Mike Milne has worked for 25 years in computer animation, starting in the early 1980s as Head of Graphics at Research Recordings, followed by 7 years as Director of Production at Electric Image in Soho. In 1992 he started the computer animation department at Framestore CFC, which has grown to become Europe’s largest CG studio.
In 1997 Mike formed a new team at Framestore to make the landmark BBC television series ‘Walking with Dinosaurs’, followed by many subsequent series which have won an unprecedented three BAFTAs, seven Emmys and six Visual Effects Society awards.
Mike is a regular speaker at computer animation conferences in Europe, and has lectured at colleges in the UK, the US and Europe. In 2002 Mike was elected to the Council of the British Academy of Film and Television Arts, and is a visiting professor at Bournemouth University.

 

Vicky Osborn – VFX Supervisor / Moving Picture Company


Vicky has worked in 3D effects and animation for six years and is presently a VFX supervisor at MPC, voted this year’s top facility. Having recently spent time working on ads for Gatorade, Ford Kuga, and Bacardi. Vicky has taken top end film production techniques and squeezed them into a commercials pipeline, most notably MPC’s Sony Paint, making use of Scanline AG’s flowline for simulation of fluid fireworks.

Vicky has recently worked closely with Jonathan Glazer, Nicolai Fuglsig and Traktor in order to help advise and direct the CG within their adverts. With experience across both film and commercials she advises clients on the fastest, most cost effective and best technical route to achieve a Director’s vision. She also acts as an interface between Client, Agency, Production and the 3D team; in this position Vicky is familiar with the benefit of implementing new technologies offset against the practicalities of delivering work within very tight deadlines.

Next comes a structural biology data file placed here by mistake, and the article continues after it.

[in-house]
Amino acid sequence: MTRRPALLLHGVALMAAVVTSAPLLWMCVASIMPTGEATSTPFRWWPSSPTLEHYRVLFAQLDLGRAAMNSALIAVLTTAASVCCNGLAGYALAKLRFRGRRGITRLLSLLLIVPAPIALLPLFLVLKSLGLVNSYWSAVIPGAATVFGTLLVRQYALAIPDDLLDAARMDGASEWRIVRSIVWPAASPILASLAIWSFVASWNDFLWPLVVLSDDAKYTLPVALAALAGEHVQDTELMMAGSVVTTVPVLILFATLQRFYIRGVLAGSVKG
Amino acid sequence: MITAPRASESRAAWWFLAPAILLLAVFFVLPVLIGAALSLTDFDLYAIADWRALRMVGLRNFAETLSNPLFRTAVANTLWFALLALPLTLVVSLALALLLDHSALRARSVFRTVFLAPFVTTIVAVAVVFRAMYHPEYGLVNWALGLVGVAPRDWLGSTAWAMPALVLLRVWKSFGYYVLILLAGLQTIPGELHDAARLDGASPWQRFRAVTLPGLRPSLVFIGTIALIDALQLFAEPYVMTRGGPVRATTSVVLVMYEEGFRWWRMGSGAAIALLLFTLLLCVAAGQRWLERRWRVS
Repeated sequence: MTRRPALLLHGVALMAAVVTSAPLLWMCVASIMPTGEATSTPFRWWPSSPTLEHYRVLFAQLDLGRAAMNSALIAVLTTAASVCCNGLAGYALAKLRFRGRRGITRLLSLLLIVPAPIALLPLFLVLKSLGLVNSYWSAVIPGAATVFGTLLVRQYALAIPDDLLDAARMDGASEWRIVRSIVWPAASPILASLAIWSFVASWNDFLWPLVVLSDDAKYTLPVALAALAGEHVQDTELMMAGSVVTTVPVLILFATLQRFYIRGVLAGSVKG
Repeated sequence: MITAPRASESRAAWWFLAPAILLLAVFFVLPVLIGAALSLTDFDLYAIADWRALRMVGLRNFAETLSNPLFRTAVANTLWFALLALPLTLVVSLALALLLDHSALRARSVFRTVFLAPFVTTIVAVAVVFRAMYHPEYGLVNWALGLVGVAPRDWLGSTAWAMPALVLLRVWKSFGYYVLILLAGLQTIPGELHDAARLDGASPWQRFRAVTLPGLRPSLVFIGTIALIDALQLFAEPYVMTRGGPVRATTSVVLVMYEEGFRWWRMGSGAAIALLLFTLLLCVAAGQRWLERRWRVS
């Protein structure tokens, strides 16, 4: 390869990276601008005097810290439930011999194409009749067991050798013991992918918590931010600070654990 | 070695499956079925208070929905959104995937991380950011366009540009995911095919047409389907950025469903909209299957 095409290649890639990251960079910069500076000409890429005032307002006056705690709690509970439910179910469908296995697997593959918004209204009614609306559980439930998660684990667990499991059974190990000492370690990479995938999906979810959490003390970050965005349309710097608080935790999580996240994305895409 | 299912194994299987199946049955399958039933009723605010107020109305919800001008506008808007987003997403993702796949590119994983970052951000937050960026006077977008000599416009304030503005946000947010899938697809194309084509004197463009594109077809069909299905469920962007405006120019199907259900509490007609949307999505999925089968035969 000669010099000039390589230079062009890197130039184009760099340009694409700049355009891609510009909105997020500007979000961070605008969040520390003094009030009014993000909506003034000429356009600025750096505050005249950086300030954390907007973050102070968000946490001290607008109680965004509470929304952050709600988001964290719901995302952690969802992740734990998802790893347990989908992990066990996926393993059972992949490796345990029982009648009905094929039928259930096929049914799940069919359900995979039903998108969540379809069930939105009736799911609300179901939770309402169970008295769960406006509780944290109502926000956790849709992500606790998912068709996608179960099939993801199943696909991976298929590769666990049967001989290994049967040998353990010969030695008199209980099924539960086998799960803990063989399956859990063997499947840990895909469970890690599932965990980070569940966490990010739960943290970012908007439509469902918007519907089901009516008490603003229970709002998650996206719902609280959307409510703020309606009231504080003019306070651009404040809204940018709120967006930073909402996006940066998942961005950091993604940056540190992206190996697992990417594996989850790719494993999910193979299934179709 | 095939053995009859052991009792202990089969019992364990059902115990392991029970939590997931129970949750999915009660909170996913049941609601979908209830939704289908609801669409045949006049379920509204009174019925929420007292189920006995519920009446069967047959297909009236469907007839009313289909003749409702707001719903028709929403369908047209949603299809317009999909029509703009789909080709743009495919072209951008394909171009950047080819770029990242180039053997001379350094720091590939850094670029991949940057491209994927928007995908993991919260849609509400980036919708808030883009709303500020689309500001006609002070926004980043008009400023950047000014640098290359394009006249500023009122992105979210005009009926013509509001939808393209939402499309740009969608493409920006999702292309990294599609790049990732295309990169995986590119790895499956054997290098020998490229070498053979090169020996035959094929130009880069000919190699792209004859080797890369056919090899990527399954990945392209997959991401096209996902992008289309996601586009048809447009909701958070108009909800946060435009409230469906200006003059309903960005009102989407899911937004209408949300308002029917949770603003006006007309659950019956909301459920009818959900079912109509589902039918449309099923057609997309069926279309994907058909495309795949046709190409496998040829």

Ben Shepherd –  Visual Effects Supervisor / Cinesite


As one of the industry’s shining talents in Visual Effects Supervision, Ben is currently supervising Cinesite’s work on Nutcracker: The Untold Story.
Prior to this he supervised a wide range of VFX for Cinesite and over 300 shots on Disney’s superhero dog movie Underdog (2007), leading a team of 50 artists. This huge award of visual effects work included high-end character animation, facial animation, lip sync, CG fur effects and full CG city environments. Ben was nominated for a Visual Effects Society award for Outstanding Compositing in a Motion Picture for his work on Harry Potter and the Goblet of Fire. His many credits include Post-Visualization Supervisor on the Dragon adventure Eragon (2006), in Budapest and prior to that he was Digital Supervisor on The River King (2005) and Tim Burton’s Corpse Bride (2005) as well as his work on Alien Vs Predator (2004), Big Fish (2003), Lara Croft Tomb Raider: The Cradle of Life (2003) and Harry Potter and the Sorcerer’s Stone (2001). Ben’s practical expertise encompasses comprehensive knowledge of both 2D and 3D making his film and visual effects knowledge invaluable to Directors.
Ben trained as an artist, graduating with a degree in Fine Art from Newcastle University.
He worked as an Illustrator and Graphic Designer before starting his Visual Effects career ten years ago.

 

Sanjay Mistry – Senior Manager of Electronics Arts University’s Graphics Training


As the Senior Manager, Sanjay oversees training and education for all EA studios World Wide. Sanjay has supervised the development and implementation of new hire training for hundreds of incoming computer graphics artists.
Working with EA’s art supervisors, project managers and HR teams Sanjay monitors artist development needs and provides a wide range of technical and artistic professional development programs, including asset development, acting for animation, lighting, foundation art courses and Mel programming. He also runs EA’s Art / Tech Speaker Series, which features presentations on important developments in computer graphics, art, design, science, and storytelling. Sanjay is responsible for the ongoing development of the companies’ knowledge management systems, and the dissemination of information throughout the divisions to ensure that technical innovations and best practices are deployed across the company.